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Defense Secretary Sends Holiday Message

American Forces Press Service

WASHINGTON, Dec. 20, 2007 – Citing the many gains achieved by the military over the past year, Defense Secretary Robert M. Gates thanked America’s men and women in uniform for their service in a holiday message released today.

“The holidays offer a special time to remember our many blessings as Americans – perhaps chief among them are the dedicated soldiers, sailors, airmen, and Marines who protect our nation,” Gates wrote in his message. “Since assuming this post a year ago, I have been awed and humbled by our men and women in uniform who are carving for themselves a noble place in American history.”

Gates noted that the year began with the deployment of tens of thousands of additional troops to Iraq in a concerted effort to reduce violence. Since then, violence has declined sharply and former enemy strongholds are being transformed into communities of hope and possibility, he noted. “While it is premature to declare victory, we must protect our hard-earned and hard-fought gains and redouble efforts to defend our long-term interests in this region,” he wrote.

Significant progress has also been made this year in Afghanistan, where the United States and its allies have inflicted heavy losses on the Taliban, launched a comprehensive, nationwide reconstruction effort, and strengthened civic institutions, Gates said.

In the past year, the Defense Department also began expanding the Army and Marine Corps to relieve stress on the force, Gates noted. Mobilization policies have been revamped to provide more stability and predictability for National Guard and Reserve troops, mine-resistant ambush-protected vehicles became the military’s highest acquisition priority, and the department has begun to fix the problems with outpatient medical care for wounded troops, he said.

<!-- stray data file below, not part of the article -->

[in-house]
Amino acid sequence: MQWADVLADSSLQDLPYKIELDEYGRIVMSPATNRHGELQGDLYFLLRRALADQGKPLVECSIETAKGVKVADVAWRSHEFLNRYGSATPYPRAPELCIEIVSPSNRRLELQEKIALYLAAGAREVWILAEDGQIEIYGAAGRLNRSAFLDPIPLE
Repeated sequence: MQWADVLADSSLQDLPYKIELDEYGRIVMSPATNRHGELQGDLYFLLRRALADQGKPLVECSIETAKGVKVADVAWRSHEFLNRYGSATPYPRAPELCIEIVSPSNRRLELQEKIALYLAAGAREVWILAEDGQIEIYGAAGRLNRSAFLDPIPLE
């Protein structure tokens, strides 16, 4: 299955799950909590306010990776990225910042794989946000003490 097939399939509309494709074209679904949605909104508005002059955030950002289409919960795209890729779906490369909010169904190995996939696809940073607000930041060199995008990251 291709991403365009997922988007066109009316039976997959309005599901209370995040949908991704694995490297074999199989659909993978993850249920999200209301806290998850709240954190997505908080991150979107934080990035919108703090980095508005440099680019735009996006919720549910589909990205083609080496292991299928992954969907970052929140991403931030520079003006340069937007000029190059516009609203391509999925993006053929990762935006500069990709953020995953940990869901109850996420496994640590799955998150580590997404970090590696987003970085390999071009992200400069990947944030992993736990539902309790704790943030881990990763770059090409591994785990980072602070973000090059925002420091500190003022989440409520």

“At home and abroad, I have met with small groups of service men and women – from junior enlisted to field grade officers, from active duty to Guard and Reserve – to hear their questions, concerns, and aspirations unvarnished and uncensored,” Gates wrote. “I am grateful for their candor, their questions – and their advice. These exchanges have frequently shaped my thinking and influenced my decisions on everything from day-to-day military operations to enhancing the quality of life for servicemembers and their families.”

The United States is now in its seventh year of war, and troops and their families are sacrificing much, Gates noted. “This holiday season, many of those in uniform are on repeat deployments or have had their tours extended,” he wrote. “Many will miss midnight Mass or have already missed Hanukkah’s Festival of Lights. Many will not hear the squeals of delight from their children on Christmas morning. Many will sing neither carols nor hymns.

“Instead, they serve halfway around the world to honor a pledge they made to the country they love,” Gates said. “Please keep our troops in your thoughts and may God forever bless them and this wonderful nation we call home.”

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Robert M. Gates

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